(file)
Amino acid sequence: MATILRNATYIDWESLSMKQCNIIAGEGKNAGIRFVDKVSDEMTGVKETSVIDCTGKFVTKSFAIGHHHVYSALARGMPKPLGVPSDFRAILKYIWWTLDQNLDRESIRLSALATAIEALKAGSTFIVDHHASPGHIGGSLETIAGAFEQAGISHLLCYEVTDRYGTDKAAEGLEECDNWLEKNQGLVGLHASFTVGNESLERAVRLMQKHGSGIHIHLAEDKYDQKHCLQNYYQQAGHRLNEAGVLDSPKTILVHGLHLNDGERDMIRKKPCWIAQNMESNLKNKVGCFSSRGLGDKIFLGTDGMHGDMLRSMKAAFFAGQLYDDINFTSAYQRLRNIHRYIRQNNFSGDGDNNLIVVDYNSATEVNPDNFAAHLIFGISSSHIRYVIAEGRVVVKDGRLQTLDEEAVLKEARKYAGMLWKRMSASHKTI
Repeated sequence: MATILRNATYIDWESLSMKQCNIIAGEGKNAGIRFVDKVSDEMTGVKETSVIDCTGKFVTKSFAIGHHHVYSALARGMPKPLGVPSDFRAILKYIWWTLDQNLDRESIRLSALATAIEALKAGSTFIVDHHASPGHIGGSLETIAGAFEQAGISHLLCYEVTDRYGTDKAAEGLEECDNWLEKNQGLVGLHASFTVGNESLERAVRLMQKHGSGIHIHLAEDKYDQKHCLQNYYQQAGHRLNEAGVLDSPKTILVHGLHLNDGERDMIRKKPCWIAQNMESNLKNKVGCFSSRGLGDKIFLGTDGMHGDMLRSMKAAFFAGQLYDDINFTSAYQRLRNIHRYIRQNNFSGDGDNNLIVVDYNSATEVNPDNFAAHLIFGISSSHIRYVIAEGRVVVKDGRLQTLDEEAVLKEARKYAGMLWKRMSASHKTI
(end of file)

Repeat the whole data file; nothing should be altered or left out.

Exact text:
Amino acid sequence: MATILRNATYIDWESLSMKQCNIIAGEGKNAGIRFVDKVSDEMTGVKETSVIDCTGKFVTKSFAIGHHHVYSALARGMPKPLGVPSDFRAILKYIWWTLDQNLDRESIRLSALATAIEALKAGSTFIVDHHASPGHIGGSLETIAGAFEQAGISHLLCYEVTDRYGTDKAAEGLEECDNWLEKNQGLVGLHASFTVGNESLERAVRLMQKHGSGIHIHLAEDKYDQKHCLQNYYQQAGHRLNEAGVLDSPKTILVHGLHLNDGERDMIRKKPCWIAQNMESNLKNKVGCFSSRGLGDKIFLGTDGMHGDMLRSMKAAFFAGQLYDDINFTSAYQRLRNIHRYIRQNNFSGDGDNNLIVVDYNSATEVNPDNFAAHLIFGISSSHIRYVIAEGRVVVKDGRLQTLDEEAVLKEARKYAGMLWKRMSASHKTI
Repeated sequence: MATILRNATYIDWESLSMKQCNIIAGEGKNAGIRFVDKVSDEMTGVKETSVIDCTGKFVTKSFAIGHHHVYSALARGMPKPLGVPSDFRAILKYIWWTLDQNLDRESIRLSALATAIEALKAGSTFIVDHHASPGHIGGSLETIAGAFEQAGISHLLCYEVTDRYGTDKAAEGLEECDNWLEKNQGLVGLHASFTVGNESLERAVRLMQKHGSGIHIHLAEDKYDQKHCLQNYYQQAGHRLNEAGVLDSPKTILVHGLHLNDGERDMIRKKPCWIAQNMESNLKNKVGCFSSRGLGDKIFLGTDGMHGDMLRSMKAAFFAGQLYDDINFTSAYQRLRNIHRYIRQNNFSGDGDNNLIVVDYNSATEVNPDNFAAHLIFGISSSHIRYVIAEGRVVVKDGRLQTLDEEAVLKEARKYAGMLWKRMSASHKTI